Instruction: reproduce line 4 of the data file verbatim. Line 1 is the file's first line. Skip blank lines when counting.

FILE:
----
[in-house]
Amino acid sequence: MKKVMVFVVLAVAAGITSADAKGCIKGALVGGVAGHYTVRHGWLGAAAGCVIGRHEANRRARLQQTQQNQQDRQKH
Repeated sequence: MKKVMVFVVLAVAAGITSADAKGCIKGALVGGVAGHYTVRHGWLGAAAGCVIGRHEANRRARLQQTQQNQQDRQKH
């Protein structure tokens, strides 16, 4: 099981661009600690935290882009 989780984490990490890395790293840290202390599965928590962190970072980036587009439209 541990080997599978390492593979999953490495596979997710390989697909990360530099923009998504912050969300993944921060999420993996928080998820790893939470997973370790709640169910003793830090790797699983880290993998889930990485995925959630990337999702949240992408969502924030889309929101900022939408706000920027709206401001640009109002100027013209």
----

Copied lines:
């Protein structure tokens, strides 16, 4: 099981661009600690935290882009 989780984490990490890395790293840290202390599965928590962190970072980036587009439209 541990080997599978390492593979999953490495596979997710390989697909990360530099923009998504912050969300993944921060999420993996928080998820790893939470997973370790709640169910003793830090790797699983880290993998889930990485995925959630990337999702949240992408969502924030889309929101900022939408706000920027709206401001640009109002100027013209």